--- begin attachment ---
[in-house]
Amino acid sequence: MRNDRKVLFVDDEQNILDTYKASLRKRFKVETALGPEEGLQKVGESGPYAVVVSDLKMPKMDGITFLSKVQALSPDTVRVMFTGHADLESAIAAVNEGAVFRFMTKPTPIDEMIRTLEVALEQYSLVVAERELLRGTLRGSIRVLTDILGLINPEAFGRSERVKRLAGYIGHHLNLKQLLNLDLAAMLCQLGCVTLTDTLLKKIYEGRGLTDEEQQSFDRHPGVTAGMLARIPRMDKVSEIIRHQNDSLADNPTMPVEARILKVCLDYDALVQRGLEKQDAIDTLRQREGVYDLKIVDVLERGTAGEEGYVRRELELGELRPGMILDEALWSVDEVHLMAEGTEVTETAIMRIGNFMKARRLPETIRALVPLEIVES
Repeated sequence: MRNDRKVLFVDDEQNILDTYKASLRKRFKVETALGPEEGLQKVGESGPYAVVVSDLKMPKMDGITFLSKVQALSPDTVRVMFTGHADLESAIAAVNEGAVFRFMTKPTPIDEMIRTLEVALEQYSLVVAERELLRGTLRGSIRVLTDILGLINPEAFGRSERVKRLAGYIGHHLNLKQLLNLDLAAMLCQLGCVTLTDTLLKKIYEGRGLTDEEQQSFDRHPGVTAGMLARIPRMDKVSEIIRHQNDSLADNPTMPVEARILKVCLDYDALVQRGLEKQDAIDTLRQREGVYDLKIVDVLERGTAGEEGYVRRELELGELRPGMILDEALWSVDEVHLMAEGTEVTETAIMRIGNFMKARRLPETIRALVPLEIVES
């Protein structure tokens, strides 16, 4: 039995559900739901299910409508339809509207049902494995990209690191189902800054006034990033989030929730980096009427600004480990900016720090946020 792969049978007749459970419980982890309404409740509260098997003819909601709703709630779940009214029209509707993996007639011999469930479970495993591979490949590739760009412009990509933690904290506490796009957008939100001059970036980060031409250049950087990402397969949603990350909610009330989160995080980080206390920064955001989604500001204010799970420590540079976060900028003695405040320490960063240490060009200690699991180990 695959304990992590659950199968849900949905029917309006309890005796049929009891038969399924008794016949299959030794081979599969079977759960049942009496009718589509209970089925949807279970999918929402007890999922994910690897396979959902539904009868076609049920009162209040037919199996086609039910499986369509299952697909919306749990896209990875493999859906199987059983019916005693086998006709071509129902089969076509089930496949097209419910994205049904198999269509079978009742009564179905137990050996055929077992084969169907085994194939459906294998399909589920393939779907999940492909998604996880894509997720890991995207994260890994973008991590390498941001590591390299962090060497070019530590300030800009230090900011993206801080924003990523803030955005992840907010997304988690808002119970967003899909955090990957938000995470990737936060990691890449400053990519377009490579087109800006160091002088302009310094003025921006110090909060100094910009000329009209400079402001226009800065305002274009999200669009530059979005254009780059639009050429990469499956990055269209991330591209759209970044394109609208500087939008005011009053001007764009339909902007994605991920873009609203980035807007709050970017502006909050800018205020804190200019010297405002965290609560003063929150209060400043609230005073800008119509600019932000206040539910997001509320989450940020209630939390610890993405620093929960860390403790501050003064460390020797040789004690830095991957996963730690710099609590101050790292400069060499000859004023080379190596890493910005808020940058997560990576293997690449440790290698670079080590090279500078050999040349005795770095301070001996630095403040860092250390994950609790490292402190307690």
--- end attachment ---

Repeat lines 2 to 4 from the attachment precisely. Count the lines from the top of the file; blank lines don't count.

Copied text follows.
Amino acid sequence: MRNDRKVLFVDDEQNILDTYKASLRKRFKVETALGPEEGLQKVGESGPYAVVVSDLKMPKMDGITFLSKVQALSPDTVRVMFTGHADLESAIAAVNEGAVFRFMTKPTPIDEMIRTLEVALEQYSLVVAERELLRGTLRGSIRVLTDILGLINPEAFGRSERVKRLAGYIGHHLNLKQLLNLDLAAMLCQLGCVTLTDTLLKKIYEGRGLTDEEQQSFDRHPGVTAGMLARIPRMDKVSEIIRHQNDSLADNPTMPVEARILKVCLDYDALVQRGLEKQDAIDTLRQREGVYDLKIVDVLERGTAGEEGYVRRELELGELRPGMILDEALWSVDEVHLMAEGTEVTETAIMRIGNFMKARRLPETIRALVPLEIVES
Repeated sequence: MRNDRKVLFVDDEQNILDTYKASLRKRFKVETALGPEEGLQKVGESGPYAVVVSDLKMPKMDGITFLSKVQALSPDTVRVMFTGHADLESAIAAVNEGAVFRFMTKPTPIDEMIRTLEVALEQYSLVVAERELLRGTLRGSIRVLTDILGLINPEAFGRSERVKRLAGYIGHHLNLKQLLNLDLAAMLCQLGCVTLTDTLLKKIYEGRGLTDEEQQSFDRHPGVTAGMLARIPRMDKVSEIIRHQNDSLADNPTMPVEARILKVCLDYDALVQRGLEKQDAIDTLRQREGVYDLKIVDVLERGTAGEEGYVRRELELGELRPGMILDEALWSVDEVHLMAEGTEVTETAIMRIGNFMKARRLPETIRALVPLEIVES
């Protein structure tokens, strides 16, 4: 039995559900739901299910409508339809509207049902494995990209690191189902800054006034990033989030929730980096009427600004480990900016720090946020 792969049978007749459970419980982890309404409740509260098997003819909601709703709630779940009214029209509707993996007639011999469930479970495993591979490949590739760009412009990509933690904290506490796009957008939100001059970036980060031409250049950087990402397969949603990350909610009330989160995080980080206390920064955001989604500001204010799970420590540079976060900028003695405040320490960063240490060009200690699991180990 695959304990992590659950199968849900949905029917309006309890005796049929009891038969399924008794016949299959030794081979599969079977759960049942009496009718589509209970089925949807279970999918929402007890999922994910690897396979959902539904009868076609049920009162209040037919199996086609039910499986369509299952697909919306749990896209990875493999859906199987059983019916005693086998006709071509129902089969076509089930496949097209419910994205049904198999269509079978009742009564179905137990050996055929077992084969169907085994194939459906294998399909589920393939779907999940492909998604996880894509997720890991995207994260890994973008991590390498941001590591390299962090060497070019530590300030800009230090900011993206801080924003990523803030955005992840907010997304988690808002119970967003899909955090990957938000995470990737936060990691890449400053990519377009490579087109800006160091002088302009310094003025921006110090909060100094910009000329009209400079402001226009800065305002274009999200669009530059979005254009780059639009050429990469499956990055269209991330591209759209970044394109609208500087939008005011009053001007764009339909902007994605991920873009609203980035807007709050970017502006909050800018205020804190200019010297405002965290609560003063929150209060400043609230005073800008119509600019932000206040539910997001509320989450940020209630939390610890993405620093929960860390403790501050003064460390020797040789004690830095991957996963730690710099609590101050790292400069060499000859004023080379190596890493910005808020940058997560990576293997690449440790290698670079080590090279500078050999040349005795770095301070001996630095403040860092250390994950609790490292402190307690």